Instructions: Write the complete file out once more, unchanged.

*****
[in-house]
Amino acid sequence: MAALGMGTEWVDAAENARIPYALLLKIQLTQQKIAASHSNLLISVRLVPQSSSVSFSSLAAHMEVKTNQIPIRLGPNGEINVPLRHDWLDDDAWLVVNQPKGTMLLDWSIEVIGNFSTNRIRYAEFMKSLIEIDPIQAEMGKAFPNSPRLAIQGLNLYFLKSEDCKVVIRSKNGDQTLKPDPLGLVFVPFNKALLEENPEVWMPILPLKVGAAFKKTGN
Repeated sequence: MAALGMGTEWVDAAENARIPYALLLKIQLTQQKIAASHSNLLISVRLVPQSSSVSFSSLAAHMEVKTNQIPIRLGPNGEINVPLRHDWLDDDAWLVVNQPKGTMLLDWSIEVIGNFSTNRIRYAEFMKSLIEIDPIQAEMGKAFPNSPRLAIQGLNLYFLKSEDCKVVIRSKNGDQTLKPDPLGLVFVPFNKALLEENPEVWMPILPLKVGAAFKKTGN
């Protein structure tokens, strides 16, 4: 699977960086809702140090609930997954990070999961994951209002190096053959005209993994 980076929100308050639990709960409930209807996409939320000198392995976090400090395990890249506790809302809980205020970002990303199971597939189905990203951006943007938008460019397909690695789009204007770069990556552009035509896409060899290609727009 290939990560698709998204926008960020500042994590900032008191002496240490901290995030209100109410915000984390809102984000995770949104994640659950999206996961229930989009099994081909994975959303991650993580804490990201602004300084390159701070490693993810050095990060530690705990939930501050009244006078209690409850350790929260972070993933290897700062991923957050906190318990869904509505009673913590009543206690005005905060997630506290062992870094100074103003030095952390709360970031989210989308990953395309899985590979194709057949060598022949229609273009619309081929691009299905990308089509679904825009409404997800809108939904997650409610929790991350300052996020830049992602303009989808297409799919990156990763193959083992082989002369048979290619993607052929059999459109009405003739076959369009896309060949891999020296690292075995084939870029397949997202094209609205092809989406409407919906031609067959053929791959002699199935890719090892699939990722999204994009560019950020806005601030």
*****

[in-house]
Amino acid sequence: MAALGMGTEWVDAAENARIPYALLLKIQLTQQKIAASHSNLLISVRLVPQSSSVSFSSLAAHMEVKTNQIPIRLGPNGEINVPLRHDWLDDDAWLVVNQPKGTMLLDWSIEVIGNFSTNRIRYAEFMKSLIEIDPIQAEMGKAFPNSPRLAIQGLNLYFLKSEDCKVVIRSKNGDQTLKPDPLGLVFVPFNKALLEENPEVWMPILPLKVGAAFKKTGN
Repeated sequence: MAALGMGTEWVDAAENARIPYALLLKIQLTQQKIAASHSNLLISVRLVPQSSSVSFSSLAAHMEVKTNQIPIRLGPNGEINVPLRHDWLDDDAWLVVNQPKGTMLLDWSIEVIGNFSTNRIRYAEFMKSLIEIDPIQAEMGKAFPNSPRLAIQGLNLYFLKSEDCKVVIRSKNGDQTLKPDPLGLVFVPFNKALLEENPEVWMPILPLKVGAAFKKTGN
């Protein structure tokens, strides 16, 4: 699977960086809702140090609930997954990070999961994951209002190096053959005209993994 980076929100308050639990709960409930209807996409939320000198392995976090400090395990890249506790809302809980205020970002990303199971597939189905990203951006943007938008460019397909690695789009204007770069990556552009035509896409060899290609727009 290939990560698709998204926008960020500042994590900032008191002496240490901290995030209100109410915000984390809102984000995770949104994640659950999206996961229930989009099994081909994975959303991650993580804490990201602004300084390159701070490693993810050095990060530690705990939930501050009244006078209690409850350790929260972070993933290897700062991923957050906190318990869904509505009673913590009543206690005005905060997630506290062992870094100074103003030095952390709360970031989210989308990953395309899985590979194709057949060598022949229609273009619309081929691009299905990308089509679904825009409404997800809108939904997650409610929790991350300052996020830049992602303009989808297409799919990156990763193959083992082989002369048979290619993607052929059999459109009405003739076959369009896309060949891999020296690292075995084939870029397949997202094209609205092809989406409407919906031609067959053929791959002699199935890719090892699939990722999204994009560019950020806005601030």